U.S. refugee quandary: Immigrant legacy vs. 9/11-era fears

America's vision of itself as a welcoming destination for the displaced was colliding with its recent memories of devastation caused by terrorists

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The Paris attacks are rapidly weakening U.S. support for bringing in thousands more Syrian refugees, as pressure grows in Congress and the Republican presidential campaign to reverse course and governors once open to resettlement try to shut their states' doors.

President Barack Obama held firm to current plans Monday, appealing to Americans to "not close our hearts" to Syria's victims of war and terrorism and denouncing calls from Republican candidates to favor Syrian Christians over Muslims in the refugee influx. His remarks, at a summit of world leaders in Turkey, seemed aimed at heading off a wave of anti-Muslim sentiment reminiscent of the 9/11 era, as much as keeping open the pathway for refugees.

America's vision of itself as a welcoming destination for the displaced was colliding with its recent memories of devastation caused by terrorists, all part of a quandary over what to do about the masses of people escaping the brutality of the Syrian conflict, perhaps with radicals in their midst.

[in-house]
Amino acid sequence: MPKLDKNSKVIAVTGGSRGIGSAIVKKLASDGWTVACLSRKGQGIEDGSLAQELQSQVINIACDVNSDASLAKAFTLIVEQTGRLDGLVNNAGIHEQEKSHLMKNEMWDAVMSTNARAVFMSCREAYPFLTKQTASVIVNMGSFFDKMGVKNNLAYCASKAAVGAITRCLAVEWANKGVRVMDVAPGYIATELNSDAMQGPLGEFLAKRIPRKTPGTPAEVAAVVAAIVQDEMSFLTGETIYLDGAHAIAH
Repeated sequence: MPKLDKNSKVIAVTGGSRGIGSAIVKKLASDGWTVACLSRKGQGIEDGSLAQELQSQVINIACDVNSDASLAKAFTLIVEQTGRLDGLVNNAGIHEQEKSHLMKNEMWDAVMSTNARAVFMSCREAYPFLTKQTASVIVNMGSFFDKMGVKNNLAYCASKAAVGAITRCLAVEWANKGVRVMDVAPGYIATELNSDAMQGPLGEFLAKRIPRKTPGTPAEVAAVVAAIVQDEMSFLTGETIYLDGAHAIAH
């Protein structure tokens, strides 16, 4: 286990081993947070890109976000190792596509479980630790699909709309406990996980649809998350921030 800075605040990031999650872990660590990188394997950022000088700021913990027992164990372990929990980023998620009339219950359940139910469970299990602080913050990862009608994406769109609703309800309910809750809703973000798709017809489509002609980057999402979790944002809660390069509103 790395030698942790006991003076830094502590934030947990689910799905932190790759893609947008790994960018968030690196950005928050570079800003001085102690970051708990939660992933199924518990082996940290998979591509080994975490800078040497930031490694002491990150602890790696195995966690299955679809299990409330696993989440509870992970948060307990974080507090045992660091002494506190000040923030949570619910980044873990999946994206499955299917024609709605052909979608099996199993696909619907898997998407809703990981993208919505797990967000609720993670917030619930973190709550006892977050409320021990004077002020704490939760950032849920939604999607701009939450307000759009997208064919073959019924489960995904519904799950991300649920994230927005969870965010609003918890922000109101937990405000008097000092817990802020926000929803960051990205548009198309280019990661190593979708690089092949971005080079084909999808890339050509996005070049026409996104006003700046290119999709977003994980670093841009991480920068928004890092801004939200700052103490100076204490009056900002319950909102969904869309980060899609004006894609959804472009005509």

On Monday:

- Texas Gov. Greg Abbott ordered his state's refugee resettlement program not to accept any more Syrians, and some other Republican governors - including two GOP presidential contenders, John Kasich of Ohio and Bobby Jindal of Louisiana - announced or suggested they were suspending cooperation with Washington on the program, at least until assured the newcomers were being vetted effectively for security risks. New Jersey Gov. Chris Christie of New Jersey, also a presidential candidate, said not even "orphans under 5" should be let in because the government can't be trusted to check people properly.

- Republican lawmakers called for suspension of the federal Syrian refugee program and threatened to try to stop it in legislation that must pass by Dec. 11 to keep the government running. New House Speaker Paul Ryan neither endorsed nor ruled out that course.

- Other Republican presidential candidates, already skeptical if not hostile to the refugee-welcoming plan before the attacks, stepped up their rhetoric against it. Donald Trump said that, rather than allowing refugees into the country, the U.S. should build "a big, beautiful safe zone" in Syria where refugees can wait out their brutal civil war. He'd been among the first to warn that the refugee crisis could represent a "Trojan horse" with terrorists infiltrating the ranks of innocent refugees.

- Calls by GOP rivals Ted Cruz and Jeb Bush to give preference to Christian refugees from Syria prompted a sharp rebuke from Obama. "Shameful," he said. "We don't have a religious test for our compassion."

- Democratic presidential candidate Bernie Sanders expressed support for Obama's position. "We will not turn our back on refugees," the Vermont senator said at a campaign event in Cleveland.